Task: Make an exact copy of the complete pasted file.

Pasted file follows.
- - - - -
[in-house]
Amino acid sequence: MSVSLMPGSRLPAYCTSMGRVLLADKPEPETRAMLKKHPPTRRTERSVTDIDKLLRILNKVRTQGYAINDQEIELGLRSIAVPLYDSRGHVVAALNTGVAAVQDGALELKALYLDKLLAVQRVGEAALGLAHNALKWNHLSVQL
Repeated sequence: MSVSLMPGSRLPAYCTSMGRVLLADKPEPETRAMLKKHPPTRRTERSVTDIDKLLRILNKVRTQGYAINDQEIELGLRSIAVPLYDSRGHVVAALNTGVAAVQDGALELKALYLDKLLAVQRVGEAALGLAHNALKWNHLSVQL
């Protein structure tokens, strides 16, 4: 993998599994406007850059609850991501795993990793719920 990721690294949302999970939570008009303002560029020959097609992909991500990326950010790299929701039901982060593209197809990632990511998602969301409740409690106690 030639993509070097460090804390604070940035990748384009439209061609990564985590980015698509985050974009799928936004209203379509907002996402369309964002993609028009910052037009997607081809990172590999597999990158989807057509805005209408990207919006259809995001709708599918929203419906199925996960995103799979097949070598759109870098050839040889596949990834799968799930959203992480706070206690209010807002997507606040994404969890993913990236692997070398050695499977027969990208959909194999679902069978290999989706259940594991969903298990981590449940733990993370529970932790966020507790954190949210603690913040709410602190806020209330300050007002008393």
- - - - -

[in-house]
Amino acid sequence: MSVSLMPGSRLPAYCTSMGRVLLADKPEPETRAMLKKHPPTRRTERSVTDIDKLLRILNKVRTQGYAINDQEIELGLRSIAVPLYDSRGHVVAALNTGVAAVQDGALELKALYLDKLLAVQRVGEAALGLAHNALKWNHLSVQL
Repeated sequence: MSVSLMPGSRLPAYCTSMGRVLLADKPEPETRAMLKKHPPTRRTERSVTDIDKLLRILNKVRTQGYAINDQEIELGLRSIAVPLYDSRGHVVAALNTGVAAVQDGALELKALYLDKLLAVQRVGEAALGLAHNALKWNHLSVQL
């Protein structure tokens, strides 16, 4: 993998599994406007850059609850991501795993990793719920 990721690294949302999970939570008009303002560029020959097609992909991500990326950010790299929701039901982060593209197809990632990511998602969301409740409690106690 030639993509070097460090804390604070940035990748384009439209061609990564985590980015698509985050974009799928936004209203379509907002996402369309964002993609028009910052037009997607081809990172590999597999990158989807057509805005209408990207919006259809995001709708599918929203419906199925996960995103799979097949070598759109870098050839040889596949990834799968799930959203992480706070206690209010807002997507606040994404969890993913990236692997070398050695499977027969990208959909194999679902069978290999989706259940594991969903298990981590449940733990993370529970932790966020507790954190949210603690913040709410602190806020209330300050007002008393």